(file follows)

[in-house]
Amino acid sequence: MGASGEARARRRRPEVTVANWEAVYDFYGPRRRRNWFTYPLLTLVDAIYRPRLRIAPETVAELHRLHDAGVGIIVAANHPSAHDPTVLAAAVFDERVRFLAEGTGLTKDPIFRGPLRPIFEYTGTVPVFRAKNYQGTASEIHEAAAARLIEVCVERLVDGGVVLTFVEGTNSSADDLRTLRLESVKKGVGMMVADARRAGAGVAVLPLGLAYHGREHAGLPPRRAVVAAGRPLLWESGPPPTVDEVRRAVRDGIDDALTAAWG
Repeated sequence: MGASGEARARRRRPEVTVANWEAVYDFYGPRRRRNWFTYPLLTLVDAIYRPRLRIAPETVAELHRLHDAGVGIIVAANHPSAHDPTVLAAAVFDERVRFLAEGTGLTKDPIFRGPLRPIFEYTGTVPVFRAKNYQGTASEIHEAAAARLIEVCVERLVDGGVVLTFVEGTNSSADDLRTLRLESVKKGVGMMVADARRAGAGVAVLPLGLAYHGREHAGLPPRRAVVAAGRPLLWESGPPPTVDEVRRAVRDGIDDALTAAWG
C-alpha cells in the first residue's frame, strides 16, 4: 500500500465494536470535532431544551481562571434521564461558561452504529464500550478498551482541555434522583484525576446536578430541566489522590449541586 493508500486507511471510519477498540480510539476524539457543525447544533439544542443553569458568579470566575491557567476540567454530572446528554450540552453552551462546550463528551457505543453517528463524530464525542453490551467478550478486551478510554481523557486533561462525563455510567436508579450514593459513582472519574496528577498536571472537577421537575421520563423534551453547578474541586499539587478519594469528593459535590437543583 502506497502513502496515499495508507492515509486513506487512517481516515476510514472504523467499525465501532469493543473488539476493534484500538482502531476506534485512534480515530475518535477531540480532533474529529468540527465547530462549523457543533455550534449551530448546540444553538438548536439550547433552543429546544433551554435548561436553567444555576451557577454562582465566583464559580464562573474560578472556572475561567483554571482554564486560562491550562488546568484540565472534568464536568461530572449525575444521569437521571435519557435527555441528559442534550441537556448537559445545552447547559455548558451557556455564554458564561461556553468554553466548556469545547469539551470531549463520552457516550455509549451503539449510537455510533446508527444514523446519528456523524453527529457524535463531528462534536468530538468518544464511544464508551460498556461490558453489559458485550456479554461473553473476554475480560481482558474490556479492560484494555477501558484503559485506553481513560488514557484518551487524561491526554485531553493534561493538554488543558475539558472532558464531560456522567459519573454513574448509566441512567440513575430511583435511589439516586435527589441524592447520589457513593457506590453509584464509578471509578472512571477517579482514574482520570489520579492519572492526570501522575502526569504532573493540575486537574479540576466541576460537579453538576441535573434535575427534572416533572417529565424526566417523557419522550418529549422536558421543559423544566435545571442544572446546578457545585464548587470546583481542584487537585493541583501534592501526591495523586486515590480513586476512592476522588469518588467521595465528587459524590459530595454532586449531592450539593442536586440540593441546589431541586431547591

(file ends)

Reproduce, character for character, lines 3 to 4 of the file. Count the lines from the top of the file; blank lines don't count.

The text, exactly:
Repeated sequence: MGASGEARARRRRPEVTVANWEAVYDFYGPRRRRNWFTYPLLTLVDAIYRPRLRIAPETVAELHRLHDAGVGIIVAANHPSAHDPTVLAAAVFDERVRFLAEGTGLTKDPIFRGPLRPIFEYTGTVPVFRAKNYQGTASEIHEAAAARLIEVCVERLVDGGVVLTFVEGTNSSADDLRTLRLESVKKGVGMMVADARRAGAGVAVLPLGLAYHGREHAGLPPRRAVVAAGRPLLWESGPPPTVDEVRRAVRDGIDDALTAAWG
C-alpha cells in the first residue's frame, strides 16, 4: 500500500465494536470535532431544551481562571434521564461558561452504529464500550478498551482541555434522583484525576446536578430541566489522590449541586 493508500486507511471510519477498540480510539476524539457543525447544533439544542443553569458568579470566575491557567476540567454530572446528554450540552453552551462546550463528551457505543453517528463524530464525542453490551467478550478486551478510554481523557486533561462525563455510567436508579450514593459513582472519574496528577498536571472537577421537575421520563423534551453547578474541586499539587478519594469528593459535590437543583 502506497502513502496515499495508507492515509486513506487512517481516515476510514472504523467499525465501532469493543473488539476493534484500538482502531476506534485512534480515530475518535477531540480532533474529529468540527465547530462549523457543533455550534449551530448546540444553538438548536439550547433552543429546544433551554435548561436553567444555576451557577454562582465566583464559580464562573474560578472556572475561567483554571482554564486560562491550562488546568484540565472534568464536568461530572449525575444521569437521571435519557435527555441528559442534550441537556448537559445545552447547559455548558451557556455564554458564561461556553468554553466548556469545547469539551470531549463520552457516550455509549451503539449510537455510533446508527444514523446519528456523524453527529457524535463531528462534536468530538468518544464511544464508551460498556461490558453489559458485550456479554461473553473476554475480560481482558474490556479492560484494555477501558484503559485506553481513560488514557484518551487524561491526554485531553493534561493538554488543558475539558472532558464531560456522567459519573454513574448509566441512567440513575430511583435511589439516586435527589441524592447520589457513593457506590453509584464509578471509578472512571477517579482514574482520570489520579492519572492526570501522575502526569504532573493540575486537574479540576466541576460537579453538576441535573434535575427534572416533572417529565424526566417523557419522550418529549422536558421543559423544566435545571442544572446546578457545585464548587470546583481542584487537585493541583501534592501526591495523586486515590480513586476512592476522588469518588467521595465528587459524590459530595454532586449531592450539593442536586440540593441546589431541586431547591